18. I google searched the image and ran it through fotoforensics.
    ( http://fotoforensics.com/analysis.php?id=4c1a670654413c33be782a89a449e4ff2c8ec9f3.49836 )

    The google search coughed up a few conspiracy webpages about: (wiki)

    Victoria Leigh "Vicki" Soto (November 4, 1985 – December 14, 2012) was an American teacher who was killed in the Sandy Hook Elementary School shooting.

    (premise of the webpages being she didn't die. The curious may google it themselves. I don't want to risk an infraction.)

    The 'doctorations' suggested in the sites were about the shadow as mentioned in the OP and 'anatomically impossible' posture of Soto.

    In the fotoforensics analysis jpeg quality was 65% meaning the picture had been re-saved many times. Which means ELA wouldn't show up anything(According to the site's tutorial).
    http://fotoforensics.com/tutorial-estq.php
     
  19. So they believe she was put into a picture where she didn't belong in order to cover up the fact that she died?
    I don't see how their conclusion follows the premise.
    Seems like in the mind of a conspiracy theorist, if there's anything they suspect of being weird, no matter what that is, that allows them to make up any story they want, regardless if it has anything to do with the suspected weirdness.
     
  20. Simon Bridge

    Simon Bridge 14,811
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    Where is the collection of pictures please?

    I initially thought you were referring to a "spot how this was faked" type site - but this photo does not seem to appear on any of those that I can find.

    I have been unable to find any reason to suspect that the photo is a fake - apart from your assertions above or those of conspiracy theorists.

    And poor speculation at that - you can easily find photos like it online. It is a posed shot - posed shots always look like that, which is why photographers prefer not to take them unless they have to.

    Is photoshop a good tool for this?

    What you want to do is called "digital image forensics and authentication".
    It's quite an involved process.

    Note: all jpeg photos have been doctored - by the jpeg compression itself.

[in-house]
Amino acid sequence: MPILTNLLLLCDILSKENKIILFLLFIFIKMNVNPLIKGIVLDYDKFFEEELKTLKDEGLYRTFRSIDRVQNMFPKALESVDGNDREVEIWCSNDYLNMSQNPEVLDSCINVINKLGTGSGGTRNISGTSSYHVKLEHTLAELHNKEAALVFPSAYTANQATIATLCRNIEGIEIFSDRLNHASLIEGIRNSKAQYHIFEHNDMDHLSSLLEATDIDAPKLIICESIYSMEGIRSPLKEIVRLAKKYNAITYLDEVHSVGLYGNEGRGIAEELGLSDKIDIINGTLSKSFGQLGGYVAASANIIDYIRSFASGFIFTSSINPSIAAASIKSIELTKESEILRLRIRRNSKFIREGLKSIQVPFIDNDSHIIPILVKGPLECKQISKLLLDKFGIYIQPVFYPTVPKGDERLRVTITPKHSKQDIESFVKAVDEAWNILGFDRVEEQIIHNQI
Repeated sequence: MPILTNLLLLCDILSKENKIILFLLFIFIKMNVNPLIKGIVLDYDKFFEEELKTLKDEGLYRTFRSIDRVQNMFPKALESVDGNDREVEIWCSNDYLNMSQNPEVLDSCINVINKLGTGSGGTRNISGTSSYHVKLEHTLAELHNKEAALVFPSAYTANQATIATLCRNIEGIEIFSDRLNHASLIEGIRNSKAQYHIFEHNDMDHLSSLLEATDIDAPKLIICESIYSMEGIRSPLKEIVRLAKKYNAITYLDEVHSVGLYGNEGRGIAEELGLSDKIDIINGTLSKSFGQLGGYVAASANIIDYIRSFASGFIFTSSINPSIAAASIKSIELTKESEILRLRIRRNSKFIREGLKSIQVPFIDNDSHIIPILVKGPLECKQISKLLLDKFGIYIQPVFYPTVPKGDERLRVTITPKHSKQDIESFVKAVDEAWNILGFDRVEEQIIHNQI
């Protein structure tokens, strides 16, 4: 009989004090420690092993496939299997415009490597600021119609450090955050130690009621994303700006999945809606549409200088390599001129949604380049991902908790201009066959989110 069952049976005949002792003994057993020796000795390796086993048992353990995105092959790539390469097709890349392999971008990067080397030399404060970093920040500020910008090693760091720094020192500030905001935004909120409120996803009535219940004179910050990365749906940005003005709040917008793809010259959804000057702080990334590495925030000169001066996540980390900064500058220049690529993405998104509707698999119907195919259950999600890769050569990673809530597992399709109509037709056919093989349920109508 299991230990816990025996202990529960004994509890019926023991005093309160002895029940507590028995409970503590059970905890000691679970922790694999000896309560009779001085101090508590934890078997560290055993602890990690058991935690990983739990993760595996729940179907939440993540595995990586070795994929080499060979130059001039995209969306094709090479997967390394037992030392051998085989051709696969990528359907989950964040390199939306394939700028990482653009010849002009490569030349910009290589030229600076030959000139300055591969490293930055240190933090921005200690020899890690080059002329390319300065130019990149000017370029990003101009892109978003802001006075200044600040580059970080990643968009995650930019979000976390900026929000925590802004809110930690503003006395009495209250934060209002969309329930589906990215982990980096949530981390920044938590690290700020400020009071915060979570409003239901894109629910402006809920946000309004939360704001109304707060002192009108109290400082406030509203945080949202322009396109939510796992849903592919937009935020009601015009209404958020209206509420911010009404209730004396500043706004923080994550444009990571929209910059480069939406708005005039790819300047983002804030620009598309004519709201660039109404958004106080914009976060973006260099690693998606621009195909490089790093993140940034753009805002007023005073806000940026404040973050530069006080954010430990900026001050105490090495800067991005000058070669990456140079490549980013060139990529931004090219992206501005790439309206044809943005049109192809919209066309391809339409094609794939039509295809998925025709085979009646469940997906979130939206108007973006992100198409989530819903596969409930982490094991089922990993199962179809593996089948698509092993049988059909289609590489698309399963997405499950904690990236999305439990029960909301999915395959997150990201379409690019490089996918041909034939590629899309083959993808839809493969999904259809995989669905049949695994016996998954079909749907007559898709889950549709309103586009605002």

This process removes information from the raw image requiring interpolation to reconstruct it.
    As a result you are certain to find that the image has been altered but that does not mean it was faked.

    I wondered about that too - and it has been brought up on conspiracy-theory sites. I don't think it's all that unusual - I live in a rocky area and have several shots I have not used because of the unnatural straight lines that emerged. The grey rock goes behind the brown one. There are other rocks of both colors in the background.

    Yeah - that's what I ended up concluding.
    There is nothing there to suggest a fake - leads me to wonder about the other "conclusive" fakes from the collection this is supposed to have come from.

    The idea seems to be that the whole school shooting is some sort of conspiracy - the picture was faked to make those three look like they were all in the same family when they are actually unrelated actors etc.

    The US government (or other favorite bee-in-bonnet) has the resources to make these pictures perfect - but that does not deter people: they just say that the poor quality of the cover-up is part of the conspiracy.

    Exactly.

    We see it all the time - start by assuming the truth of your theory, then hunt down evidence to support it. Exactly the opposite of the scientific approach.

    All the purported artifacts are consistent with some aspect of the photographic process.
    There is no context for the dated photo pior to the shootings to suggest that it is a fake.
    Therefore - no reason to suspect a fake.

    I suspect that the source of the photo and suspicions are some conspiracy-theory website and we should give no further consideration to the question unless a legitimate reference is provided.
     
  21. berkeman

    Staff: Mentor

    Conspiracy theories are not allowed on the PF. Thread is closed.